Abstract: As a lightweight metal with mechanical properties similar to natural bone, a natural ionic presence with significant functional roles in biological systems, and in vivo degradation via corrosion in the electrolytic environment of the body, magnesium-based implants have the potential to serve as biocompatible, osteoconductive, degradable implants for load-bearing applications. This review explores the properties, biological performance, challenges and future directions of magnesium-based biomaterials.
| Magnetic field interactions of orthodontic wires during magnetic resonance imaging (MRI) at 1.5 Tesla
Klocke, A., J. Kemper, et al. (2005), J Orofac Orthop 66(4): 279-87.
Abstract: BACKGROUND: Orthodontic appliances pose a potential risk during magnetic resonance imaging (MRI) due to forces on metallic objects within the static magnetic field of MRI systems. The aim of the present investigation was to measure forces on orthodontic wires caused by the static magnetic field of a 1.5-Tesla MRI system, and to assess the safety hazards associated with these forces. MATERIALS AND METHODS: Thirty-two different orthodontic wires (21 arch wires, eight ligature wires and three retainer wires) were investigated in a 1.5-Tesla MRI system (Magnetom Symphony, Siemens Medical Solutions, Erlangen, Germany). The translational forces were measured using the deflection angle test (ASTM F2052-02); rotational forces were assessed on a 5-point qualitative scale. RESULTS AND CONCLUSION: All retainer wires and the steel arch wires (the Noninium arch wire being the exception) were subjected to considerable rotational and translational forces within the MRI system's magnetic field. Translational forces were from 9.1- to 27.6-times as high as gravitational forces on these objects. Steel ligature wires and arch wires made of cobalt chromium, titanium molybdenum, nickel-titanium, and brass alloys showed no or negligible forces within the magnetic field. The translational and rotational forces within the MRI magnetic field should pose no risk to carefully-ligated arch wires. Steel retainer wire bonds should be checked to ensure secure attachment prior to an MRI investigation.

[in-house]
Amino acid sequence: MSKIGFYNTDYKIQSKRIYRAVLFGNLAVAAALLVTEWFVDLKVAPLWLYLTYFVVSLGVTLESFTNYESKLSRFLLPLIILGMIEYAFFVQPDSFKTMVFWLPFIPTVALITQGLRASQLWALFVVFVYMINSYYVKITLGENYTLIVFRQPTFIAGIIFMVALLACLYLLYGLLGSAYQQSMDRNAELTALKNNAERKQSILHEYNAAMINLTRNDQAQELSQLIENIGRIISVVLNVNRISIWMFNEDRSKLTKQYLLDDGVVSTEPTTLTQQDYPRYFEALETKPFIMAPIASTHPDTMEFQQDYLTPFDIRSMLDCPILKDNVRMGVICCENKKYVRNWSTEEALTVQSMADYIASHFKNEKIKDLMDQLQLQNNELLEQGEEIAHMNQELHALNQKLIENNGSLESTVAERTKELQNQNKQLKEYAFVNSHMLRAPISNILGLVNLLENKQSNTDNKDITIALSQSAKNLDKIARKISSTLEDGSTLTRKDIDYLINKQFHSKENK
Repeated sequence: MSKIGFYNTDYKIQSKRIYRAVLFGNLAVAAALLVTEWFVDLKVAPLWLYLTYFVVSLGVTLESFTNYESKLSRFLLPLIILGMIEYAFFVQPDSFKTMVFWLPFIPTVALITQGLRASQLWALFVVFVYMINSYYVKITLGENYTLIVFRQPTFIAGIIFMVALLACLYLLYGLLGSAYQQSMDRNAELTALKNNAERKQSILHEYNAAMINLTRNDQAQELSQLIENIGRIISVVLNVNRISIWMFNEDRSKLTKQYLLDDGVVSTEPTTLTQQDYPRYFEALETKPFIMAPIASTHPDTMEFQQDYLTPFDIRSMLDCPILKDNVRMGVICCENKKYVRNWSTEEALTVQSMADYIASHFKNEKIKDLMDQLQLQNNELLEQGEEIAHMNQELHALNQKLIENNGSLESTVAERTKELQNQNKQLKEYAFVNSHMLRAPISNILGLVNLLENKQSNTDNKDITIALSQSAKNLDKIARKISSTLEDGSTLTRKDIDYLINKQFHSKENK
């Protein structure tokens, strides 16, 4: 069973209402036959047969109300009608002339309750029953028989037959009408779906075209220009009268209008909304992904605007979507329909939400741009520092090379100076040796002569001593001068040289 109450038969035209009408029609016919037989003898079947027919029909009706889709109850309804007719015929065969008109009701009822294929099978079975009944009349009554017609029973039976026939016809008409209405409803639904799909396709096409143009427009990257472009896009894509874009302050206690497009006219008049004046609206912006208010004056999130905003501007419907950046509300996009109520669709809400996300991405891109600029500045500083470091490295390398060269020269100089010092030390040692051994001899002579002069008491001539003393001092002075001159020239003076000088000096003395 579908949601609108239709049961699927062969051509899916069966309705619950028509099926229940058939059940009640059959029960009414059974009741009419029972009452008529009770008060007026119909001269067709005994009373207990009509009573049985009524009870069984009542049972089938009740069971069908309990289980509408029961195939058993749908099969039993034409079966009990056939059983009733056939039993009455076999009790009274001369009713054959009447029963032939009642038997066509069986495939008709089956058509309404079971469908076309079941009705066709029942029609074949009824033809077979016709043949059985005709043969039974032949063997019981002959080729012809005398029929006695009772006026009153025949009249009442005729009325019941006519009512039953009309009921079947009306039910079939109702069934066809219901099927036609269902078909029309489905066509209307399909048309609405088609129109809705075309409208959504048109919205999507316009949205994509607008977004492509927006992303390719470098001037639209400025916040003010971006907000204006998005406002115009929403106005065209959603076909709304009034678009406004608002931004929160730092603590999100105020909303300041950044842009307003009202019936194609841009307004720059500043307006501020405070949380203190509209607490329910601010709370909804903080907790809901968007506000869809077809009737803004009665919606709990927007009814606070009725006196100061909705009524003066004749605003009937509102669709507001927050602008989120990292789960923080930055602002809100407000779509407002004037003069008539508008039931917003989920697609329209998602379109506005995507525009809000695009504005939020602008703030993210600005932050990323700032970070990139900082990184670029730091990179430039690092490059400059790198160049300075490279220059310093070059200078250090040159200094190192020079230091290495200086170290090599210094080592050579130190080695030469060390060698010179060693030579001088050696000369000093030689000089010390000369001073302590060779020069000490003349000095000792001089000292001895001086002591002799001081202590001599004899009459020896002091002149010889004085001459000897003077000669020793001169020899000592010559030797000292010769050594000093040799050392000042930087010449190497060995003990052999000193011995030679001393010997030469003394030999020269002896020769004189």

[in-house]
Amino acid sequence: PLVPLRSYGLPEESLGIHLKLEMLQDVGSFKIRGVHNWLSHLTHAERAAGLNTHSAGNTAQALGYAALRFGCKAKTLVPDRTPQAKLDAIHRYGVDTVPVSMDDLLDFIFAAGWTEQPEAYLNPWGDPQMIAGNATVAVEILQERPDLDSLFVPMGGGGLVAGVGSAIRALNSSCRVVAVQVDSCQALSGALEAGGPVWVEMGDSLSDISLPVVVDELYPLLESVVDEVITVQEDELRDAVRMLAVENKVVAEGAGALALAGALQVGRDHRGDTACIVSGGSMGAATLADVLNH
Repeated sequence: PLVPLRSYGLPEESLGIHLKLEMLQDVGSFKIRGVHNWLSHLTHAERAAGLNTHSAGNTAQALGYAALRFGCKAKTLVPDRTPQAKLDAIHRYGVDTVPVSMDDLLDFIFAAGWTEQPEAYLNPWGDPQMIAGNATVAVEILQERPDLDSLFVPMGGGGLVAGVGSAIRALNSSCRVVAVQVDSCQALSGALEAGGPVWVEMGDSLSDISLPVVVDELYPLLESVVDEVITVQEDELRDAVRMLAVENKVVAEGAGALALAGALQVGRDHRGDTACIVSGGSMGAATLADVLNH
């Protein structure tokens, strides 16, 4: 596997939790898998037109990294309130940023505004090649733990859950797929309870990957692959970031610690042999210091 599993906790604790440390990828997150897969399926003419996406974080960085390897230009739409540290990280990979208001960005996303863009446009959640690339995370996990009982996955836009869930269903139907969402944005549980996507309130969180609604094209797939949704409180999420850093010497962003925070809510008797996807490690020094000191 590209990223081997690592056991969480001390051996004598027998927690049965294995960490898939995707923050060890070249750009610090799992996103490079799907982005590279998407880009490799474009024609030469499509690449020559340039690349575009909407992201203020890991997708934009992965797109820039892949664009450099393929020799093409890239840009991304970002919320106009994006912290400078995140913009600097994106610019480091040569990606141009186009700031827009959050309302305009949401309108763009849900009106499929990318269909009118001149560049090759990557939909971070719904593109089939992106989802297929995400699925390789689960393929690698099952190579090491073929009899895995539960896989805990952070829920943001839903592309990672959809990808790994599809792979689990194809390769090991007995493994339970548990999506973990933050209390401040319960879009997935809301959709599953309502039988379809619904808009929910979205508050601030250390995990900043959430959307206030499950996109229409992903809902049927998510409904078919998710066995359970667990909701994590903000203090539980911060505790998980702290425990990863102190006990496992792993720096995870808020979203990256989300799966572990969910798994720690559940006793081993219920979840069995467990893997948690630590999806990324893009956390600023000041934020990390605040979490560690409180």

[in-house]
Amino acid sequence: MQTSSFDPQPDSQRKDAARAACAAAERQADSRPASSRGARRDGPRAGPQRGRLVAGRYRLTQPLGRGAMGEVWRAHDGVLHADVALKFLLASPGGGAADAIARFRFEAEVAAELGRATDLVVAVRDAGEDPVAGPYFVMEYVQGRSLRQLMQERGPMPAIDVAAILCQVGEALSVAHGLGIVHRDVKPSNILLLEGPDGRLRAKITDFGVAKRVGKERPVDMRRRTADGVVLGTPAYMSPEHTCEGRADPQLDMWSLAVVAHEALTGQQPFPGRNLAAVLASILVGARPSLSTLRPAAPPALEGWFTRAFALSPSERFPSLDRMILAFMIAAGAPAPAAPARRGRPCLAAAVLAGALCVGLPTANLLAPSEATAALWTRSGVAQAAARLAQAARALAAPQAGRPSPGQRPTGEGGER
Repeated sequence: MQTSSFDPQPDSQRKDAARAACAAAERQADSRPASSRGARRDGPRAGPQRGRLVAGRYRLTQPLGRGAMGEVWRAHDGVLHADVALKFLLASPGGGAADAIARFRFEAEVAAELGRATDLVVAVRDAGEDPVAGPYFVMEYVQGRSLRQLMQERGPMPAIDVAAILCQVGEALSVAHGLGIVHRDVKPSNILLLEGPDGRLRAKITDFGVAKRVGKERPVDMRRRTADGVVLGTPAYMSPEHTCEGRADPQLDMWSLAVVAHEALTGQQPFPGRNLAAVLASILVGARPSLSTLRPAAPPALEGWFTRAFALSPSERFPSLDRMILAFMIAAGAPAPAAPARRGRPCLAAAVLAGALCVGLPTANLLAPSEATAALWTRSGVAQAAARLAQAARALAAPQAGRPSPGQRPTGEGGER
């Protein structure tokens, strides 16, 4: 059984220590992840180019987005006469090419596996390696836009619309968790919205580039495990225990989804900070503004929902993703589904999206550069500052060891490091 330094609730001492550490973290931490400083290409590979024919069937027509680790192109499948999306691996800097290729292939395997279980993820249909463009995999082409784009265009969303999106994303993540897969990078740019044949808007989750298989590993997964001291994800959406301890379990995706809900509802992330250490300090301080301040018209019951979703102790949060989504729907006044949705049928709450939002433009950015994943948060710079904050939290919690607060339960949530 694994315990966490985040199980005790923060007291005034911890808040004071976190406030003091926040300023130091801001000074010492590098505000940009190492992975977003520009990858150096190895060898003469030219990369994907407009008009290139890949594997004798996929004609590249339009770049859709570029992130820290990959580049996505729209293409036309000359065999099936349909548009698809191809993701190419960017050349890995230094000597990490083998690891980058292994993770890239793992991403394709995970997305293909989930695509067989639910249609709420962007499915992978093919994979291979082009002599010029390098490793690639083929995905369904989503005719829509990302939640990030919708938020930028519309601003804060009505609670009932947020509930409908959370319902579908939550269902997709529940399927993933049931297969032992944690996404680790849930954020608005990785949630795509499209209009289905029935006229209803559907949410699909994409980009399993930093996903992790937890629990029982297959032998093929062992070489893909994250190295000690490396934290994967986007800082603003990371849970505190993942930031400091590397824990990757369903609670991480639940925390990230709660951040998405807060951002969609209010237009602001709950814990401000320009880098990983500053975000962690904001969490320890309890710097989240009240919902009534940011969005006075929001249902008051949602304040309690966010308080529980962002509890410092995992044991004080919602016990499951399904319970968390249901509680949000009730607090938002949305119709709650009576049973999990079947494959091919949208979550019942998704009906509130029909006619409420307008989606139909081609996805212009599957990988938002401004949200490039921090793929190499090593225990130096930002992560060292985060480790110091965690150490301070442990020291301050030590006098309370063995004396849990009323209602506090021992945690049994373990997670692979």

| Magnetic nanoparticles: applications beyond data storage
Reiss, G. and A. Hutten (2005), Nat Mater 4(10): 725-6.
| Magnetic resonance imaging of self-assembled biomaterial scaffolds
Bull, S. R., M. O. Guler, et al. (2005), Bioconjug Chem 16(6): 1343-8.
Abstract: Current interest in biomaterials for tissue engineering and drug delivery applications have spurred research into self-assembling peptide amphiphiles (PAs). Nanofiber networks formed from self-assembling PAs can be used as biomaterial scaffolds with the advantage of specificity by the incorporation of peptide-epitopes. Imaging the materials noninvasively will give information as to their fate in vivo. We report here the synthesis and in vitro MR images of self-assembling peptide amphiphile contrast agents (PACAs) that form nanofibers. At 400 MHz using a 0.1 mM Gd(III) conjugate of the PA we observed a T(1) three times that of a control gel. The PA derivative was doped into various epitope bearing PA solutions and upon gelling resulted in a homogeneous biomaterial as imaged by MRI.